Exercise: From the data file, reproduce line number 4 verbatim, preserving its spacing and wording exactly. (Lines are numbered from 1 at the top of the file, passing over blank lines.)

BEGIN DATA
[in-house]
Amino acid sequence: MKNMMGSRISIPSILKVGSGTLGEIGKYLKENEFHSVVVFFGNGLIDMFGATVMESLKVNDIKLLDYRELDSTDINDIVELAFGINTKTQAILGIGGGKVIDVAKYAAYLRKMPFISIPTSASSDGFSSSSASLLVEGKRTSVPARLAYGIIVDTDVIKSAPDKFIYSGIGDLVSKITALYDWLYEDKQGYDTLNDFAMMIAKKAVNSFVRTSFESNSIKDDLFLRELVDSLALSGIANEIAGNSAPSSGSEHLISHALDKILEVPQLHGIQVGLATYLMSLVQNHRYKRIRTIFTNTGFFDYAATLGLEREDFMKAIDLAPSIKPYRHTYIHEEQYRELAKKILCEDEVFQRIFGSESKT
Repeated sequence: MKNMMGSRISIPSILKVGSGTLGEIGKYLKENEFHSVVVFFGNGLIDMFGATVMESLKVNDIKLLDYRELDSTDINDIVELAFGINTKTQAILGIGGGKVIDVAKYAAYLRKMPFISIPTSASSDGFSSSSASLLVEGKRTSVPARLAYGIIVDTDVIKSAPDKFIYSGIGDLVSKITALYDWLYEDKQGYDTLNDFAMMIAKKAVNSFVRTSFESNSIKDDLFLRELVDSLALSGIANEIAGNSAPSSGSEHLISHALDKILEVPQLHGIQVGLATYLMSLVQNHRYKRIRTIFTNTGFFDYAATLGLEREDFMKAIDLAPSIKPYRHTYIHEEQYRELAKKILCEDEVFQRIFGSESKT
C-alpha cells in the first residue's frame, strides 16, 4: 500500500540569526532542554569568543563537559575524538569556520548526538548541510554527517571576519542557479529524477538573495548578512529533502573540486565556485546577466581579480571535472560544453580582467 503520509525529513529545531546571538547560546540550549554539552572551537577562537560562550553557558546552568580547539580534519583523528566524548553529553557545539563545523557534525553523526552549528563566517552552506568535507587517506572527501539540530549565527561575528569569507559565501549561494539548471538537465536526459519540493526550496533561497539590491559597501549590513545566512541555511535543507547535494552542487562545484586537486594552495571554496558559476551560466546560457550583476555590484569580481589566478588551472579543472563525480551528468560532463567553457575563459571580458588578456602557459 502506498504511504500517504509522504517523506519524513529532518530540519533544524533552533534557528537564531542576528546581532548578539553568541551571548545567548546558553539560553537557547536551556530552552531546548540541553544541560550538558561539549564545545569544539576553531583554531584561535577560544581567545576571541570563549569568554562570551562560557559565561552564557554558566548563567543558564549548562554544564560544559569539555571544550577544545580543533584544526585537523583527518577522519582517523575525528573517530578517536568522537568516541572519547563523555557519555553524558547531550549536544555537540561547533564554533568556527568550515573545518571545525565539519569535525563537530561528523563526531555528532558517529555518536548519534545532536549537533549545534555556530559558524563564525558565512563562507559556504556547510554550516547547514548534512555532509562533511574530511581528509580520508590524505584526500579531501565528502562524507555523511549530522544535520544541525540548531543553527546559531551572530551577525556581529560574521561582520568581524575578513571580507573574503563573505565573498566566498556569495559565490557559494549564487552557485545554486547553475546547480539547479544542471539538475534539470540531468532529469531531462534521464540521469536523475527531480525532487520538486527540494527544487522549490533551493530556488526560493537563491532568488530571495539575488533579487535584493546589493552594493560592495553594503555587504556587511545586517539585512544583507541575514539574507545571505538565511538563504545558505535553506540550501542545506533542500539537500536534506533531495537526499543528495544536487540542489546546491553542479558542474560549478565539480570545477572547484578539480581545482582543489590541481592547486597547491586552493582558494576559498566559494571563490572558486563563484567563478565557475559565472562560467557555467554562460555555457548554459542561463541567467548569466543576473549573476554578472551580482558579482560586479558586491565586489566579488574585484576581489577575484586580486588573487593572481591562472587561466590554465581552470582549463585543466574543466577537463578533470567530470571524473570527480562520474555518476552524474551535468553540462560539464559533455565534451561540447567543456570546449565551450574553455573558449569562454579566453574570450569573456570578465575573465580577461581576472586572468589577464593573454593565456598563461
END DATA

C-alpha cells in the first residue's frame, strides 16, 4: 500500500540569526532542554569568543563537559575524538569556520548526538548541510554527517571576519542557479529524477538573495548578512529533502573540486565556485546577466581579480571535472560544453580582467 503520509525529513529545531546571538547560546540550549554539552572551537577562537560562550553557558546552568580547539580534519583523528566524548553529553557545539563545523557534525553523526552549528563566517552552506568535507587517506572527501539540530549565527561575528569569507559565501549561494539548471538537465536526459519540493526550496533561497539590491559597501549590513545566512541555511535543507547535494552542487562545484586537486594552495571554496558559476551560466546560457550583476555590484569580481589566478588551472579543472563525480551528468560532463567553457575563459571580458588578456602557459 502506498504511504500517504509522504517523506519524513529532518530540519533544524533552533534557528537564531542576528546581532548578539553568541551571548545567548546558553539560553537557547536551556530552552531546548540541553544541560550538558561539549564545545569544539576553531583554531584561535577560544581567545576571541570563549569568554562570551562560557559565561552564557554558566548563567543558564549548562554544564560544559569539555571544550577544545580543533584544526585537523583527518577522519582517523575525528573517530578517536568522537568516541572519547563523555557519555553524558547531550549536544555537540561547533564554533568556527568550515573545518571545525565539519569535525563537530561528523563526531555528532558517529555518536548519534545532536549537533549545534555556530559558524563564525558565512563562507559556504556547510554550516547547514548534512555532509562533511574530511581528509580520508590524505584526500579531501565528502562524507555523511549530522544535520544541525540548531543553527546559531551572530551577525556581529560574521561582520568581524575578513571580507573574503563573505565573498566566498556569495559565490557559494549564487552557485545554486547553475546547480539547479544542471539538475534539470540531468532529469531531462534521464540521469536523475527531480525532487520538486527540494527544487522549490533551493530556488526560493537563491532568488530571495539575488533579487535584493546589493552594493560592495553594503555587504556587511545586517539585512544583507541575514539574507545571505538565511538563504545558505535553506540550501542545506533542500539537500536534506533531495537526499543528495544536487540542489546546491553542479558542474560549478565539480570545477572547484578539480581545482582543489590541481592547486597547491586552493582558494576559498566559494571563490572558486563563484567563478565557475559565472562560467557555467554562460555555457548554459542561463541567467548569466543576473549573476554578472551580482558579482560586479558586491565586489566579488574585484576581489577575484586580486588573487593572481591562472587561466590554465581552470582549463585543466574543466577537463578533470567530470571524473570527480562520474555518476552524474551535468553540462560539464559533455565534451561540447567543456570546449565551450574553455573558449569562454579566453574570450569573456570578465575573465580577461581576472586572468589577464593573454593565456598563461